Cardinals hoping to have Brad Penny back in the rotation by mid-June

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Kyle Lohse was back in the Cardinals’ clubhouse yesterday following forearm surgery that’s expected to sideline him for at least two months, but general manager John Mozeliak said the team is unlikely to pursue a veteran replacement for the rotation in part because they expect Brad Penny to return soon.
Penny is on the disabled list with a strained muscle in his upper back and has yet to resume throwing, but Mozeliak told Joe Strauss of the St. Louis Post Dispatch that he could rejoin the rotation as soon as the middle of this month.
Penny looked like another scrap-heap success story for pitching coach Dave Duncan when he started 3-0 with a 0.94 ERA, but he then lost four straight games while falling back into his old fastball-reliant habits and was placed on the DL following back-to-back ugly outings. However, in nine total starts he’s 3-4 with a 3.23 ERA and 35/9 K/BB ratio in 55.2 innings.
While the Cardinals hope Lohse can pitch again this season and wait for Penny to return, Triple-A call-ups P.J. Walters and Adam Ottavino have been forced into action as the fourth and fifth starters behind Chris Carpenter, Adam Wainwright, and Jaime Garcia. As a group St. Louis’ rotation leads the NL with a 2.97 ERA, and San Diego (3.12) and San Francisco (3.26) are the only other teams below 3.60.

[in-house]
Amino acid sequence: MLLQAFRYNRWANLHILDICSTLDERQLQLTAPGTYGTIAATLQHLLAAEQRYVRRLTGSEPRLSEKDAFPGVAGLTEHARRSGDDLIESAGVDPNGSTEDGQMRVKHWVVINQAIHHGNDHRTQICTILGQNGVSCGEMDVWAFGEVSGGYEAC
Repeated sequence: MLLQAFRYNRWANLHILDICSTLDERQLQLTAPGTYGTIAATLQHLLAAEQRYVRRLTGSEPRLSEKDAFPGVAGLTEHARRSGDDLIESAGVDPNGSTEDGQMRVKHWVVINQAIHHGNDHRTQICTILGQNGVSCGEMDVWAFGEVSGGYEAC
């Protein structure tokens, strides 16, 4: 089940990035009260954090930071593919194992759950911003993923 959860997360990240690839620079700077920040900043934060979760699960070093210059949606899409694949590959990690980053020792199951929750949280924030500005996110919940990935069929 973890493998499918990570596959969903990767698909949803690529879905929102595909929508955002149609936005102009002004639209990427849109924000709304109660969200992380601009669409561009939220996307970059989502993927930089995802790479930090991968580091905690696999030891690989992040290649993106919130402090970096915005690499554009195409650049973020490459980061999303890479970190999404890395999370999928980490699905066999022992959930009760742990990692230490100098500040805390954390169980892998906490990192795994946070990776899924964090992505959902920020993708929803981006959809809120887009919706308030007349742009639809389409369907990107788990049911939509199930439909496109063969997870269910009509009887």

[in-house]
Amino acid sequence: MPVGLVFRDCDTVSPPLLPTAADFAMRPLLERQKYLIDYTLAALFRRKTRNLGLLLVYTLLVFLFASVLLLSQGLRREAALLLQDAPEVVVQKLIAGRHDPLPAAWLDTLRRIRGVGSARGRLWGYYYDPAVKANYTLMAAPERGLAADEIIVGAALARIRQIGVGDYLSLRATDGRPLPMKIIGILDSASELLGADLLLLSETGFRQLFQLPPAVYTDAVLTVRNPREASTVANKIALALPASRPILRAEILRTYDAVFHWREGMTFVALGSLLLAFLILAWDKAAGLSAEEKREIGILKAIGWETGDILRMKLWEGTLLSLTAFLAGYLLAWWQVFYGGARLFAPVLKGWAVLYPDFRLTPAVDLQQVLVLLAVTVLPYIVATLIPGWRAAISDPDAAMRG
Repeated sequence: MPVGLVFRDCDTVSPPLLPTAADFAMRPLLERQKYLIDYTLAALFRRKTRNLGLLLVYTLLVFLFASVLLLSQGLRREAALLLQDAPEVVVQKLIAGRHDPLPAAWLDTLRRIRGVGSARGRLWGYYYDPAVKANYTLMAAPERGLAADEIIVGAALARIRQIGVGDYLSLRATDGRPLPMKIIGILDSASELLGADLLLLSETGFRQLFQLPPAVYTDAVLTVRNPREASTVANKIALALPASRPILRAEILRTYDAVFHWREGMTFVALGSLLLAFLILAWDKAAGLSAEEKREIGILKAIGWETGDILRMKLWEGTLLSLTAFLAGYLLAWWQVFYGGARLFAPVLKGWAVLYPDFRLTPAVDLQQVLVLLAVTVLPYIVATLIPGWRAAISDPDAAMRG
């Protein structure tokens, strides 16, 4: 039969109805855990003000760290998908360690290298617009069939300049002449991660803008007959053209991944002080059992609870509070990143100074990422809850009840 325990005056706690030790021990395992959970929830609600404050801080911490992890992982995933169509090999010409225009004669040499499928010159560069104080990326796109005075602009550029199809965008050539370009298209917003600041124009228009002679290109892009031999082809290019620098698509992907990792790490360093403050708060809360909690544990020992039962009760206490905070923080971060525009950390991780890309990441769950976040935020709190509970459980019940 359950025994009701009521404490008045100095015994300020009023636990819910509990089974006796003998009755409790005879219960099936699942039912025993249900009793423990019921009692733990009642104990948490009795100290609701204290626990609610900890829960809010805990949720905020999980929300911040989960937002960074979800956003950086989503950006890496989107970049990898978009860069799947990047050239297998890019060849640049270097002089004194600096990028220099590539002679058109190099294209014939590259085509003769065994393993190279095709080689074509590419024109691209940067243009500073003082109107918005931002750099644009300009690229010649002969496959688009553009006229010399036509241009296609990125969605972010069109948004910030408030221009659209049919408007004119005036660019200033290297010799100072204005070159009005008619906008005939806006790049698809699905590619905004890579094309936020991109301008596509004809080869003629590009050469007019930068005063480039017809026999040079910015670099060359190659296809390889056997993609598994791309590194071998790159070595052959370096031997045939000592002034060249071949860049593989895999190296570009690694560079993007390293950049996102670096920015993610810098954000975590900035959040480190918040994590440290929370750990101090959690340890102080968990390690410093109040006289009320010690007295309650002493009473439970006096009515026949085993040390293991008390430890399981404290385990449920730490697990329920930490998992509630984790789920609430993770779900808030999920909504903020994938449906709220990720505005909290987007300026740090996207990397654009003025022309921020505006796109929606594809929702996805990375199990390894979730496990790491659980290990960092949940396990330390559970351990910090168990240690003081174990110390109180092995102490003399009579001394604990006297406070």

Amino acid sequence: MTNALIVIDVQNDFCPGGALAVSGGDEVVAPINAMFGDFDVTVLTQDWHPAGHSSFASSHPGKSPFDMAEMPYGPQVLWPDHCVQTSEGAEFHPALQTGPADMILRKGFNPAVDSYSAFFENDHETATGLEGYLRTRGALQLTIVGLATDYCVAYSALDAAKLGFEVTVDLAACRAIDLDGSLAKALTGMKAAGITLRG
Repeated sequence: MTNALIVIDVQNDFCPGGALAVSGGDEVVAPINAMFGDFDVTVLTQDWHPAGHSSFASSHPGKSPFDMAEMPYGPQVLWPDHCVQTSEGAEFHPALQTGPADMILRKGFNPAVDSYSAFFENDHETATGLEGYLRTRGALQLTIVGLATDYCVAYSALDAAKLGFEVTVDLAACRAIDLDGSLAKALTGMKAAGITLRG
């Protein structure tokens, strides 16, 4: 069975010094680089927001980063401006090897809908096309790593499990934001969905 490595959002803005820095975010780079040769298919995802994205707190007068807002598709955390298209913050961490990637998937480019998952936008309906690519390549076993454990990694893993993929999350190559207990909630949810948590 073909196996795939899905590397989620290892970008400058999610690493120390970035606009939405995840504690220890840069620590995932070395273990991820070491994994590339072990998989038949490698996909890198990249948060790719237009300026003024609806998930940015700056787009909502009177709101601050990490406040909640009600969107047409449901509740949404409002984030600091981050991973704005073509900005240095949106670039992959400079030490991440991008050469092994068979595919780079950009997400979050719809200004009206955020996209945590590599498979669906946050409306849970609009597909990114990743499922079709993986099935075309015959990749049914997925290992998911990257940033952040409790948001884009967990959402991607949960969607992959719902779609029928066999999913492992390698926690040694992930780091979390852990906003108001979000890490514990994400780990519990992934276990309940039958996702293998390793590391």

Dustin Fowler is suing the White Sox over an outfield collision

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Tom Schuba of the Chicago Sun-Times reports that Athletics outfielder Dustin Fowler has filed suit against the White Sox for negligence. Fowler sustained a season-ending injury during a collision at Guaranteed Rate Field last June and is also bringing the lawsuit against the Illinois Sports Facilities Authority agency, as neither party took measures to secure the ballpark’s unpadded electrical box that exacerbated his injuries.

The 22-year-old outfielder was just two outs into his major league debut with the Yankees when the incident occurred. Fowler tracked a Jose Abreu foul ball down the first base line and flipped over the short railing. He was noticeably limping after colliding with a knee-high electrical box at the wall and collapsed to the ground within seconds before being carted off the field.

The official diagnosis: a ruptured patellar tendon and season-ending surgery on his right knee. Per Schuba’s report, which can be read here in full, Fowler has claimed “‘severe and permanent’ external and internal injuries, as well as mental pain and anguish” following the collision.

No specific demands have been publicized yet. Fowler is said to be seeking money from both the White Sox and the Sports Facilities Authority, likely enough to cover the “large sums” he spent on medical care for the surgery and related treatments.